<i>Nadira Begum: Popularising and preserving bhawaiya songs</i>
Though Nadira Begum is capable of performing the different genres of Bangla songs, the artiste has made a name for herself as a bhawaiya (a folk genre) singer. For years she has been enlisted as a 'Grade A' artiste in radio and TV. The current president of the Bhawaiya Academy, Nadira Begum is also working on a compilation of authentic bhawaiya songs. This year Bangladesh Shilpakala Academy has honoured the singer for her contribution to the folk genre.
Growing up in a musical environment, Nadira's first 'guru' was her father A.K.M. Abdul Aziz, a classical and folk singer on radio. According to Nadira, “I began taking music lessons from my father at an early age. Eventually I fastened nara (a traditional ceremony of becoming a disciple of a mentor) and started training under Ustad Nizamuddin Khan.”
She received a gold medal for rendering a bhawaiya song when she was a school student. In Nadira's words, “I had to compete with college students. The song I rendered was Oki gao tulo, gao tulo, moishal bondhure.”
Nadira also took extensive classical music lessons from renowned ustads including as Akhtar Sadmani, Narayan Chandra Boshak, Fazlul Haque and Umed Ali Khan. Receiving tutelage from Ustad Umed Ali Khan was one of the most exciting experiences of her life, according to Nadira.
The way it happened: “In 1970, I was selected as a member of the government delegation to perform at a cultural programme titled Nowroz in Afghanistan. I was the only participant from East Pakistan. The other members of the team were renowned singers and ustads including Umed Ali Khan, Mehdi Hassan, Kishwar Jahan and others. I rendered Dhiko dhiko dhiko moishal re and Allah Megh de pani de at the programme. The audience seemed to enjoy the bhawaiya, specifically the second one which is widely popular in Bangladesh. The following morning Ustad Umed Ali Khan, who was also the mentor of Mehdi Hassan, offered me his mentorship. I learnt a few thumris from him.”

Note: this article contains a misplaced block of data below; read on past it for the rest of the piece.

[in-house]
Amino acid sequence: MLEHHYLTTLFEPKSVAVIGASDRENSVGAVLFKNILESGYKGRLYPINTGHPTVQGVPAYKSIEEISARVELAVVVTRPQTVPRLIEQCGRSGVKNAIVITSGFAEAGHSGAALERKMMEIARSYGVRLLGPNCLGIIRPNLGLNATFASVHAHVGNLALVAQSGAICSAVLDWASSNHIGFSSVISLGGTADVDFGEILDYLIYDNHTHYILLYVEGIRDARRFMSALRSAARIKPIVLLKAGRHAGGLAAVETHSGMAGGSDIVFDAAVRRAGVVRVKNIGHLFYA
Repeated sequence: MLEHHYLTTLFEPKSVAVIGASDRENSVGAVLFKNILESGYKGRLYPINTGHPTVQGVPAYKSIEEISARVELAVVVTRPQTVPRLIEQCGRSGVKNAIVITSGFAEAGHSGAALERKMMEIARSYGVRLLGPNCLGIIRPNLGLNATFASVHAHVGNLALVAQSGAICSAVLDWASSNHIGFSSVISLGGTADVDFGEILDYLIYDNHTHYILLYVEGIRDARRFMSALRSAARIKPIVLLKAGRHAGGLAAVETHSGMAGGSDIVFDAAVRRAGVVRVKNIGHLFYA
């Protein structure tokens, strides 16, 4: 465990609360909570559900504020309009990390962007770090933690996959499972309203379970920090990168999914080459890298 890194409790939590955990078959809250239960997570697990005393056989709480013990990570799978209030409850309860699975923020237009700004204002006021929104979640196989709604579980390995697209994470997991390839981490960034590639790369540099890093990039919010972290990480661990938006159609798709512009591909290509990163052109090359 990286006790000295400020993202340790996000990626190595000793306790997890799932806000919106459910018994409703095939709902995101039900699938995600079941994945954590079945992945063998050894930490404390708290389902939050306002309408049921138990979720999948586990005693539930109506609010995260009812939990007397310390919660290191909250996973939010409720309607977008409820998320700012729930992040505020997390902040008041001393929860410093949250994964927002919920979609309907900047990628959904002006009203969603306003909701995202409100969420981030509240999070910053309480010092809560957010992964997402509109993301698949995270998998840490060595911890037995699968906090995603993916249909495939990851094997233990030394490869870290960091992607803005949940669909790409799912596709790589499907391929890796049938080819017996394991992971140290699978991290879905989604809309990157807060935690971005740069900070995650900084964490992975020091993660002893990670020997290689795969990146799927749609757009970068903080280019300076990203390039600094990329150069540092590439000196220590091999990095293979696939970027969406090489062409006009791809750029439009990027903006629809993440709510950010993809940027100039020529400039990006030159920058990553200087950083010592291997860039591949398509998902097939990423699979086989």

Nadira Begum was enlisted as a radio artiste back in 1960s. During the initial stage of her career she used to render all genres of songs including ghazal, geet, Nazrul sangeet and folk songs. However, after the Liberation War, she predominantly sang bhawaiya songs at radio and TV programmes. Why? Says the artiste, “I was told that there are several quality singers in other genres of music, but accomplished singers in the bhawaiya genre were few and far between. And the audience seemed to enjoy my rendition of bhawaiya songs.
“Initially I felt that labelling me as a “bhawaiya singer” was kind of a marginalisation. But, now, I have no qualms; I'm proud to be bhawaiya singer.”
Nadira Begum and other researchers of the Bhawaiya Academy have been working on the genre for several years. Apart from the central office in Dhaka, the academy has seven branches in the north Bengal districts.
Commenting on the genre Nadira says, “Lives of the common people have been portrayed remarkably in bhawaiya. The genre has been evolved by the locals of North Bengal and some areas of India since the 12th century, though legendary singer Abbas Uddin popularised the genre among the urbanites. An interesting facet of the genre is that though most of the lyricists are men, the frequent theme in bhawaiya songs is the solitude of women.”
The singer further adds that there is a difference between bhawaiya songs composed and written by the bards of Bangladesh and those of India.
On the hurdles of researching on and collection of bhawaiya songs, Nadira says, “Like it happens with most other oral traditions, maintaining the authenticity of lyrics and tunes of bhawaiya songs is challenging. Except a few educated ones like A.K.M. Abdul Aziz, lyricists and composers of bhawaiya songs are illiterate garoans, moishals and mahuts. One particular song can exist in several forms and it is difficult to trace the authenticity. After collecting the songs from the root level sources, we get them scrutinised by a panel of experts.”
As a member of government delegate, Nadira Begum has rendered bhawaiya songs in countries including China, Japan, Australia, India, Pakistan, Afghanistan, Iran and Egypt.